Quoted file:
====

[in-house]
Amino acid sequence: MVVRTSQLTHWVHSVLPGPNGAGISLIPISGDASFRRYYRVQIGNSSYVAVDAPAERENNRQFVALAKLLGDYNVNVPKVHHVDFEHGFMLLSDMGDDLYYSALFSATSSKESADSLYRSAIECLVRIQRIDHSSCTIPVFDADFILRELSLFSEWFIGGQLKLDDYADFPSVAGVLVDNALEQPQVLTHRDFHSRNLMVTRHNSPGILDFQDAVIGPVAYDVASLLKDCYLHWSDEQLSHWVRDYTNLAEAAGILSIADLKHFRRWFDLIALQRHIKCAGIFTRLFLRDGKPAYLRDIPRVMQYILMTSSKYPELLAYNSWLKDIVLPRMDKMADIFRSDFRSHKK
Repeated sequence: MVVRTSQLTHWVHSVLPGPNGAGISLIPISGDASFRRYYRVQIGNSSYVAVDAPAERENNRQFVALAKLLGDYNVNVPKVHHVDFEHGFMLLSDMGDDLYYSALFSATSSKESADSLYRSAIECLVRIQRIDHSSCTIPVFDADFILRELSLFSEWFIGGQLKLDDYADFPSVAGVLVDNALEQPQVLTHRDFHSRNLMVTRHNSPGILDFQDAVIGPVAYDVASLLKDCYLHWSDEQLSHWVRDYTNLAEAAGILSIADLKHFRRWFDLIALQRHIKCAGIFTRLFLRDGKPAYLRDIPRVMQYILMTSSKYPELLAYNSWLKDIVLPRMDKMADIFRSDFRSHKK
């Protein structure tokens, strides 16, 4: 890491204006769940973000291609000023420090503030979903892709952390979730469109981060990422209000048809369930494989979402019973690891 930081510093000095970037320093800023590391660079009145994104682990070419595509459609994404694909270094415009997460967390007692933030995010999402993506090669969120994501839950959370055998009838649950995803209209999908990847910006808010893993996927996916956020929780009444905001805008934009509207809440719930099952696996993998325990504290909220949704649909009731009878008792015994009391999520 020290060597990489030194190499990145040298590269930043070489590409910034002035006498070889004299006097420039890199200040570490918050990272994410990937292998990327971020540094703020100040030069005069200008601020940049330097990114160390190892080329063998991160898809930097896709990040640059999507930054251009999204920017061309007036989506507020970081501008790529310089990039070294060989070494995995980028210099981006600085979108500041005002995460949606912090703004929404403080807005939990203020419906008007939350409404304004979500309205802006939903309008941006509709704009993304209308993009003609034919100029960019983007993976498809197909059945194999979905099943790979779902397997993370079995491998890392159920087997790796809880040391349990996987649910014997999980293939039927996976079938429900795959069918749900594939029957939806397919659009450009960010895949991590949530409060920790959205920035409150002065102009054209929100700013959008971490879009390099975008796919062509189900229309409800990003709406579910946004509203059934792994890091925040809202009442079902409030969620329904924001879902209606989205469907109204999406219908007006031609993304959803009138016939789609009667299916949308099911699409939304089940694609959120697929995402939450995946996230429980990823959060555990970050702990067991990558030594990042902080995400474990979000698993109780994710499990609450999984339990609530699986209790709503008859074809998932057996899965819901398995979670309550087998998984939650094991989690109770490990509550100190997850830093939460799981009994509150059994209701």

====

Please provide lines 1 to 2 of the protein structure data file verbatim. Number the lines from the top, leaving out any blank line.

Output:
[in-house]
Amino acid sequence: MVVRTSQLTHWVHSVLPGPNGAGISLIPISGDASFRRYYRVQIGNSSYVAVDAPAERENNRQFVALAKLLGDYNVNVPKVHHVDFEHGFMLLSDMGDDLYYSALFSATSSKESADSLYRSAIECLVRIQRIDHSSCTIPVFDADFILRELSLFSEWFIGGQLKLDDYADFPSVAGVLVDNALEQPQVLTHRDFHSRNLMVTRHNSPGILDFQDAVIGPVAYDVASLLKDCYLHWSDEQLSHWVRDYTNLAEAAGILSIADLKHFRRWFDLIALQRHIKCAGIFTRLFLRDGKPAYLRDIPRVMQYILMTSSKYPELLAYNSWLKDIVLPRMDKMADIFRSDFRSHKK